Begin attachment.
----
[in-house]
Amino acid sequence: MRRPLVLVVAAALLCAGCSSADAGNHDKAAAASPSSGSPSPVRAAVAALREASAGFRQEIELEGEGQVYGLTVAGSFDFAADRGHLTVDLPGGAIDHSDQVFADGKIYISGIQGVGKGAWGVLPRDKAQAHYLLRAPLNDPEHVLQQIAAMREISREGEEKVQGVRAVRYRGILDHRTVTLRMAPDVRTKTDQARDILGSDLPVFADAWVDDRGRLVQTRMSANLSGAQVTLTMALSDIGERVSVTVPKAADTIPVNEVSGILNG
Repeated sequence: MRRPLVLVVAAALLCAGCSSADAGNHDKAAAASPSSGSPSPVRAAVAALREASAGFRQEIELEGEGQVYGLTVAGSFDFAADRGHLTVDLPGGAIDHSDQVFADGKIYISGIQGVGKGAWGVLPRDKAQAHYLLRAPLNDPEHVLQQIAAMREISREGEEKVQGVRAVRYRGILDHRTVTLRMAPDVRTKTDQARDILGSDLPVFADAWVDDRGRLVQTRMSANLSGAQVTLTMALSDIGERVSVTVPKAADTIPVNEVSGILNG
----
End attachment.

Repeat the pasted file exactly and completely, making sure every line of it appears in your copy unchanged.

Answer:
[in-house]
Amino acid sequence: MRRPLVLVVAAALLCAGCSSADAGNHDKAAAASPSSGSPSPVRAAVAALREASAGFRQEIELEGEGQVYGLTVAGSFDFAADRGHLTVDLPGGAIDHSDQVFADGKIYISGIQGVGKGAWGVLPRDKAQAHYLLRAPLNDPEHVLQQIAAMREISREGEEKVQGVRAVRYRGILDHRTVTLRMAPDVRTKTDQARDILGSDLPVFADAWVDDRGRLVQTRMSANLSGAQVTLTMALSDIGERVSVTVPKAADTIPVNEVSGILNG
Repeated sequence: MRRPLVLVVAAALLCAGCSSADAGNHDKAAAASPSSGSPSPVRAAVAALREASAGFRQEIELEGEGQVYGLTVAGSFDFAADRGHLTVDLPGGAIDHSDQVFADGKIYISGIQGVGKGAWGVLPRDKAQAHYLLRAPLNDPEHVLQQIAAMREISREGEEKVQGVRAVRYRGILDHRTVTLRMAPDVRTKTDQARDILGSDLPVFADAWVDDRGRLVQTRMSANLSGAQVTLTMALSDIGERVSVTVPKAADTIPVNEVSGILNG